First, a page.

Why Should Kids Play With Baby Dolls?

Why Should Kids Play With Baby Dolls?
While dolls aren’t necessarily part of any formal curriculum, experts agree they offer a host of developmental benefits for young children.  

“I bought baby dolls for both of my sons and daughter,” Dr. Tamis-LeMonda says. “It gives children the opportunity to be empathic, emotional, and show caring and attention toward others.”

Along with social-emotional benefits, playing with dolls can also promote skills that help prepare a child for preschool. Learn more about what children gain from this sweet, fun form of imaginative play.

Communication Skills
While dolls don’t tend to be big talkers, this doesn’t stop children from conversing with them. “Children get a lot of language practice through talking to their dolls,” Dr. White says. “If they feel unsure or scared to say something, they may say it to their doll.”

Dolls can also facilitate peer-to-peer social skills. “As children approach preschool age, you’ll see a child pretending to take their baby to the doctor or school and having rich conversations with other children about these scenarios,” DeLapp notes.

Doll friends likewise provide an opportunity for children to learn words for feelings that can be unseen or covert, like hunger, sleepiness, or sadness. “Different kinds of play support different kinds of language learning,” Dr. Tamis-LeMonda explains.

Doll play can also help a child express themselves. “If a child is feeling shy, you can ask about the baby, which can be a great way to facilitate back and forth communication,” says Dr. White. Since role-playing is a form of projection, you should lend an ear should your child tell you their doll is sad or scared.

Creative Thinking
As toddlers develop, pretend play becomes a cornerstone of the baby-doll experience, opening the door for thinking outside the box. “Children can act out things that have happened to them or things that they have seen in real life or books or television shows," says Julia DeLapp, MS, director of an early childhood research center at Eastern Connecticut State University. Or they can just use their imagination to think of what a baby might do and how a caregiver might respond.”

You can serve as scaffolding to encourage higher levels of pretend play with dolls. While you don’t have to chaperone your child’s entire play session, asking them, “Is baby hungry? What are you going to feed her?” or offering a pot of dry pasta and a wooden spoon can encourage them to imagine at higher levels and extend a session of independent play, Dr. Tamis-LeMonda says.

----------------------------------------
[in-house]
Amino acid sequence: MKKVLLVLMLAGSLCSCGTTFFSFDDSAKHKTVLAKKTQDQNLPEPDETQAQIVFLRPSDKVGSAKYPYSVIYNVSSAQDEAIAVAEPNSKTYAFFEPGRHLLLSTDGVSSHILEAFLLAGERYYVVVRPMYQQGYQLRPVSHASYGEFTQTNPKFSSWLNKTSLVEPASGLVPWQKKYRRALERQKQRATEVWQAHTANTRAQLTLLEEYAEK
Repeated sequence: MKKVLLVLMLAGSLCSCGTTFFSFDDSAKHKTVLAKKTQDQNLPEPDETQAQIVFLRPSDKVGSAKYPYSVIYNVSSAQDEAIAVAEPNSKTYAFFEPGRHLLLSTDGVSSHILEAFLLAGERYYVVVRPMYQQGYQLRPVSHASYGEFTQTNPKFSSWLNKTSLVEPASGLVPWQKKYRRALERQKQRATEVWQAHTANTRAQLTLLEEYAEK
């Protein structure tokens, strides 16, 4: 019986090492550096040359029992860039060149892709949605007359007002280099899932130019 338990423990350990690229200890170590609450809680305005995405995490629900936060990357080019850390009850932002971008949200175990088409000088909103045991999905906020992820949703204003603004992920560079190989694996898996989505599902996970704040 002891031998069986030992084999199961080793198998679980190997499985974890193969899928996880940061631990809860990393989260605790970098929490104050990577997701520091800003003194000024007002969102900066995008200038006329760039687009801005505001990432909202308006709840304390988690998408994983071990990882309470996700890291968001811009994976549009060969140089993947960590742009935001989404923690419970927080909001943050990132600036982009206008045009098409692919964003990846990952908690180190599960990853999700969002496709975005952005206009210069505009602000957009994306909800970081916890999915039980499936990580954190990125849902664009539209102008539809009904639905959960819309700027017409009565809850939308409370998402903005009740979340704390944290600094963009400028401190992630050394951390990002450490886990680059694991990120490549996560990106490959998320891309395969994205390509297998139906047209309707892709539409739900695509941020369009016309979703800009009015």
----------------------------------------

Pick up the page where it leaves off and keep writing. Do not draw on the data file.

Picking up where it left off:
Common toddler traits like impatience and stubbornness demonstrate that young kids often struggle to acknowledge those around them. “Kids can have a hard time getting used to the fact that others have different thoughts and feelings,” Dr. White says.

Playing with dolls can help nurture empathy—particularly when an adult is there to guide them. For example, if your child pretends that their baby doll is crying, you might ask, “Is your baby sad?” or “What do you think would make them feel better?”

“This helps young children learn to recognize and name emotions and also to think about someone else’s perspective and someone else’s needs,” says DeLapp.  

Fine Motor Skills
While blocks and puzzles can help encourage fine motor development, many children like to dress and undress dolls using buttons and zippers. These tricky movements give kids the opportunity to practice these practical skills, says DeLapp.

Self-Help Skills
When children feed their baby dolls, they practice using a cup, fork, and spoon—skills they can apply at their next real meal. (Another perk of pretend feeding: It can facilitate conversations about what your child does and doesn’t like to eat in real life.)

Doll play may also promote personal hygiene skills. Many children like to brush their dolls' hair, and Berman recalls a time when she found her child brushing her dolls' teeth (with real toothpaste, no less).

Self-Soothing Skills
When a child showers a doll or stuffed animal with affection it's not only cute, it is likely helping them cope with big emotional feelings.

After all, every hug and kiss benefits the little giver, too. “Children learn how to soothe themselves by soothing their dolls,” says Dr. White.
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